Policy management ‘food fight’ heats up

June 14, 2010 - Openet

The hype around policy management cannot be ignored, but will the chaotic state of “policy” be well-defined and clearly executable in the near future?

With all the activity in the policy management area the past few months (especially during Management World last month and B/OSS World last week), it is clear that service providers are looking for systems that derive business value from data trapped in networks and customer relationship management and back-office systems.

The market is certainly “hot,” but no clear direction is established yet. “I call this the ‘food fight stage’ because vendors are looking at this in so many different ways,” said Susan McNeice, vice president of research for operations/business support systems, business intelligence and analytics for Yankee Group.

Indeed, some suppliers are looking at policy management from an operator-centric point of view, while others from more of a subscriber point of view. Some are hardware-focused, some are software-focused. And yet others are a blend of many elements.

There are approximately 30 vendors claiming to offer some sort of policy management to improve decision in the areas of network services, bandwidth throttling and targeting customers’ preferences.

There are vendors with more of a hardware play, such as Starent (acquired by Cisco), Camiant (acquired by Tekelec, which also acquired Blue Slice), Sandvine, Bridgwater and even Volubill; and then there are billing vendors and mediation players such as Intec or Convergys, or mediation players such as Openet, that look to leverage user profiles to establish customer preferences as an adjunct and to employ policies that help operators achieve their goals.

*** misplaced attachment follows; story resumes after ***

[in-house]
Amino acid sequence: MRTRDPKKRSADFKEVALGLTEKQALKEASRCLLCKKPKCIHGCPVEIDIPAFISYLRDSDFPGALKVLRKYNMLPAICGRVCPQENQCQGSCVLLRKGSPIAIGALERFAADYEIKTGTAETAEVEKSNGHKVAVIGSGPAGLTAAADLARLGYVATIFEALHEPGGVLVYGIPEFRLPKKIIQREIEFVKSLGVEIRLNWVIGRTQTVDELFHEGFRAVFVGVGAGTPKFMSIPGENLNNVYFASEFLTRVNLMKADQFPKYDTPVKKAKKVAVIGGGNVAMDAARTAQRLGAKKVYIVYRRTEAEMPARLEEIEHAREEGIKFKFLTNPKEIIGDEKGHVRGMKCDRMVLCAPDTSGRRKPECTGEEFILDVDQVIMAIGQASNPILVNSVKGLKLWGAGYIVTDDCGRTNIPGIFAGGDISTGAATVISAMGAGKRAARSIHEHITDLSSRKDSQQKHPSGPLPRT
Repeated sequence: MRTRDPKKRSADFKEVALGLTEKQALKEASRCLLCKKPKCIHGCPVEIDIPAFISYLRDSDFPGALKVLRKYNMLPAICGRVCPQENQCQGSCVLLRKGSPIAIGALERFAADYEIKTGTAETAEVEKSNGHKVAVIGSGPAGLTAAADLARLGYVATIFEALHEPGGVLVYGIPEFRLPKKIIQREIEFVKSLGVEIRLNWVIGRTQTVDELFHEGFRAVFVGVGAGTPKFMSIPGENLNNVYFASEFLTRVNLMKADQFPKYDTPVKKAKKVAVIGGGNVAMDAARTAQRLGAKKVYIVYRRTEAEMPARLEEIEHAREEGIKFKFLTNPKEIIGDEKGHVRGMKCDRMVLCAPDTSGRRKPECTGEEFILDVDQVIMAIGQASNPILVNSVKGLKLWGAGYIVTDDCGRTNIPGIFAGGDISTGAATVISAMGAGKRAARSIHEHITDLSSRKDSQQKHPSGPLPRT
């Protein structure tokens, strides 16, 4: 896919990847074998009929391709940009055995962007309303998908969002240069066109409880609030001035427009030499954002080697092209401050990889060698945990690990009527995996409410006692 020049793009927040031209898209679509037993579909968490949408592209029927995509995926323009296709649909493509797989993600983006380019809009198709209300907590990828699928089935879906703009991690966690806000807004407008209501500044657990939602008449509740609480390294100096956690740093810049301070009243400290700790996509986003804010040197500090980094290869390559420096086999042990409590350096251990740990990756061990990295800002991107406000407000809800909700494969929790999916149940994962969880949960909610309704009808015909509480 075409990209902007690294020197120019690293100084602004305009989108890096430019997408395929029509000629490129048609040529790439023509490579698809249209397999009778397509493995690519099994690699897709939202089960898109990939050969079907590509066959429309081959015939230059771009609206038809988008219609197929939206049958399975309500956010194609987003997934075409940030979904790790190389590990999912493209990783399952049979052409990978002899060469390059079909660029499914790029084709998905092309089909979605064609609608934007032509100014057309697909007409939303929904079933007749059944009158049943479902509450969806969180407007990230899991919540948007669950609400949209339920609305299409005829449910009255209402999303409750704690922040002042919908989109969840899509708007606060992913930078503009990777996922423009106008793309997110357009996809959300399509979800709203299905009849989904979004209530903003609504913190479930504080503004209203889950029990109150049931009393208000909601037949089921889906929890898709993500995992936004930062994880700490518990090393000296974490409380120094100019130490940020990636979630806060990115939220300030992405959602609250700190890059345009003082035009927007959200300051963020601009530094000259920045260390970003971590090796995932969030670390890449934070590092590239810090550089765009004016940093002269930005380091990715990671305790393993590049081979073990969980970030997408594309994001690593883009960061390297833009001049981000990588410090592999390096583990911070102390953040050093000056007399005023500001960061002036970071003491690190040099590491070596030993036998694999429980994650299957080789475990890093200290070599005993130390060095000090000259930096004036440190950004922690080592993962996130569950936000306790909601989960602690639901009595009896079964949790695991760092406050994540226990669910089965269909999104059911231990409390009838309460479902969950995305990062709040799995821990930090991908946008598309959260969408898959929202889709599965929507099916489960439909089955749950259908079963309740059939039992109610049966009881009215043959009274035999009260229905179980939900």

“Some of these players look through the lens of giving customers a vote in the means by which they consume services, while some look at it as network policy for operators to enforce rules about how their networks are used to rule out unfettered use and abusive situations,” McNeice said.

When talking about policy as a means to implement business rules and derive value from smarter decisions about identifying, prioritizing and best serving the most profitable customers, there inherently is good that comes out of it, as there is work to align business and IT.

According to Elisabeth Rainge, analyst with IDC, who also covers this space in her network and telecom software research, “Today, IT staffers do not have time to become ‘technology experts,’ rather they have to learn to serve finance departments and CFOs, CMOs and other business people, as well as the network to support business goals.”

Policy management has emerged as a mechanism for helping both business and technology folks establish rules and enforcement policies around customer preferences and network capacity issues.

Rainge pointed to the policy and charging rules function that supports 3GPP Release 8 as a “means to an end” in terms of dynamically managing broadband and ensuring quality of service (QOS).

The PCMM work from CableLab’s packet cable multimedia architecture has also evolved to add QOS and "resource accounting" capabilities to IP-based applications, including video, voice, as well as DOCSIS-powered data.

This type of work and the continuing news about high-profile congestion woes for mobile data network providers is further feeding the policy management frenzy. Perhaps high-profile MSO projects designed to relieve network congestion, such as that by Comcast during the past year for “protocol-agnostic” bandwidth management, will further galvanize suppliers to repurpose rating and charging, mediation and hardware capabilities.


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